How to Check Your Credit Card Available Credit

A hand holding a invoice and pointing to an itemized charge on the invoice, a username and password block in a pop up window, and two phone receivers illustrate a headline that reads, "How to Check Your Available Credit," with text that reads, "View your billing statement," "Log in to your account," and "Call customer service."

 The Balance / Joshua Seong

Checking your credit card's available credit before you swipe or use your card for purchases ensures that you stay within your credit limit. You can avoid an over-limit fee charged by your credit card issuer by staying aware of your balance and available credit. If you're concerned about building or maintaining a good credit score, knowing your available credit is key to managing your credit utilization. 

Available credit is the difference between your credit limit and your outstanding balance. It's the amount you're able to spend on your credit card without facing penalties for exceeding your credit limit or having your card declined.

Here are three ways you can easily check the available credit on your credit card before making a purchase that could put you over your credit limit.

1. Your Mobile/Online Account

If have online access to your credit card account, you can log on to check your available credit. Creating an account only takes a few minutes if you haven't already signed up. The information on your online account will be more current than your mailed billing statement.

2. Your Billing Statement

A recent copy of your billing statement will include your your credit limit, current credit card balance, and your available credit. If you’ve made any payments or purchases since your last billing statement was mailed, the available credit on your statement won't be current. It could be higher or lower, depending on the transactions you've made to your account. Fortunately, there are two more ways to check your most recent available credit.


Note that transactions you've made within the past day might not reflect in the available balance shown on your credit card statement. They may show as pending transactions that haven't cleared your account yet.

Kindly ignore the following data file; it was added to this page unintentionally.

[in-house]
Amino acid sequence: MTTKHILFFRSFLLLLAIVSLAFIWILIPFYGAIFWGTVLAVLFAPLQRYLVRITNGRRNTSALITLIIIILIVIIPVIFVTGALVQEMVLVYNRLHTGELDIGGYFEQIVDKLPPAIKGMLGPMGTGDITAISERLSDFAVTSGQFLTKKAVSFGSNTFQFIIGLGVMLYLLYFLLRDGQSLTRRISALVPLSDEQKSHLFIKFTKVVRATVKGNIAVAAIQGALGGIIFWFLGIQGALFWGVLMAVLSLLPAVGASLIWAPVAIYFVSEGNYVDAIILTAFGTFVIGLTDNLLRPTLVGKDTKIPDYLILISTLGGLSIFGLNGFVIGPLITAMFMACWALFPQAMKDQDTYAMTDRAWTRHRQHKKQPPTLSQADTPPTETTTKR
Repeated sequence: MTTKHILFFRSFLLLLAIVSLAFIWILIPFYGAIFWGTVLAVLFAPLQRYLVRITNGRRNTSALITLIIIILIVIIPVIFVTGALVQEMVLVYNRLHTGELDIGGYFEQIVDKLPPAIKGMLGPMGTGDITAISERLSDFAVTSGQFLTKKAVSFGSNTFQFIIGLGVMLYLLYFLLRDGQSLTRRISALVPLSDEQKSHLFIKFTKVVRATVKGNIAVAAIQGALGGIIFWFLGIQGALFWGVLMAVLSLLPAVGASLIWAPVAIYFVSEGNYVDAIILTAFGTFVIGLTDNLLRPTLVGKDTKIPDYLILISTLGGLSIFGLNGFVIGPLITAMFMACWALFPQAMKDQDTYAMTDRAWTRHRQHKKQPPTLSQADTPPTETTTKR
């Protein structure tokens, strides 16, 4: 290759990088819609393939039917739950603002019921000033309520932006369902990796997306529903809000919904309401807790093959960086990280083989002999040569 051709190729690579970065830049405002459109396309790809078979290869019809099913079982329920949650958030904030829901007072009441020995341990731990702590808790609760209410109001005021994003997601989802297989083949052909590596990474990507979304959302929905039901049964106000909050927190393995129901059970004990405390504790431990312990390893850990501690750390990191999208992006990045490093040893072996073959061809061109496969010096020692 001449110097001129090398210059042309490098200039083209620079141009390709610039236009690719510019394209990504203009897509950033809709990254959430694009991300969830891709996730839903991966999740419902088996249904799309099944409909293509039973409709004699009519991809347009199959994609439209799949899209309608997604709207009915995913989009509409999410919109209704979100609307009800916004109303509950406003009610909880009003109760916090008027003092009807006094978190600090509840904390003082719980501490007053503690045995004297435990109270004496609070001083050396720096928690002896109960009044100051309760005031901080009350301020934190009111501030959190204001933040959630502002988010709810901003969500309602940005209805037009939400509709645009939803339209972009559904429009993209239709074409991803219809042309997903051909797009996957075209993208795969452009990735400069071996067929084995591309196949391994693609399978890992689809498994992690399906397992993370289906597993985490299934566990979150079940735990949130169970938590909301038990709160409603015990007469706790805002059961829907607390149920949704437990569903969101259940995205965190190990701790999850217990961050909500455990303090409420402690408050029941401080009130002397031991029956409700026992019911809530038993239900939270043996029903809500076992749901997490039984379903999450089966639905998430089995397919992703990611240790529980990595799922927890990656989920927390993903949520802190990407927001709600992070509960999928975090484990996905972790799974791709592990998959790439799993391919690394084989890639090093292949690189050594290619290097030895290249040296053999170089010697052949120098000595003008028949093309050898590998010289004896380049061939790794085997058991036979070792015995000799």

3. Customer Service Line

Finally, you can call the customer service number listed on the back of your credit card, or tap the "contact us" button on the mobile app for your credit card. Follow the prompts. Listen to the prompts for the option to get your available credit or ask to speak to a customer service representative. You will typically receive the most up-to-date available credit when you call your credit card’s customer service.

Raising Your Available Credit

If you don't have enough available for the purchase you want to make, you can try requesting a credit limit increase. The credit card issuer will review your account history, income, and credit history to make a decision and raise your credit limit if you're approved. Otherwise, if your request is denied, you'll get an email or letter in the mail letting you know the reason your request wasn't approved.

If your credit limit increase request is denied, you can make a larger credit card payment to free up the credit you need. Keep in mind that it can take one or two business days for the payment to post to your account and your available credit to increase. In some cases, your credit card issuer may be willing to apply the payment right way. Call customer service to see whether that is an option for your credit card.

Credit Cards With No Preset Spending Limit

Some credit cards do not have a preset credit limit, and you won't have a set amount of available credit. These cards have a spending limit that can change monthly based on your income, spending habits, and other financial data. Neither your spending limit nor your available credit will be printed on your card statements or available on your card's automated customer service number.

Knowing your available credit on a credit card with no preset spending limit may require a call to customer service. For example, if you're making a big purchase that's outside your normal spending habits, you could ask your credit card issuer whether the charge would be approved based on your spending limit.

Frequently Asked Questions (FAQs)

When will my available credit reset?

Your available credit doesn't reset. Rather, it fluctuates based on your credit usage and payments. As you charge purchases to your card, your available credit decreases. As you make payments, your available credit increases. The only way your available credit resets to the full limit is if you pay your balance in full and make no other charges on your card.

How do I increase my available credit?

You can increase your available credit in two ways. First, you can make payments without making additional charges. Second, you can ask for a credit limit increase. Your credit card issuer's willingness to increase your limit will depend on your payment history, overall credit report, and whether your income has increased.

Was this page helpful?
The Balance uses only high-quality sources, including peer-reviewed studies, to support the facts within our articles. Read our editorial process to learn more about how we fact-check and keep our content accurate, reliable, and trustworthy.
  1. Experian. "What is a Credit Utilization Rate?"

  2. Region's Help and Support. "What is the Difference Between My Current Balance & Available Credit?"

  3. Discover Credit Resource Center. "How to Read a Credit Card Statement."

  4. American Express. "How to Increase Your Credit Limit."

  5. Experian. "How To Increase Your Credit Limit."

Related Articles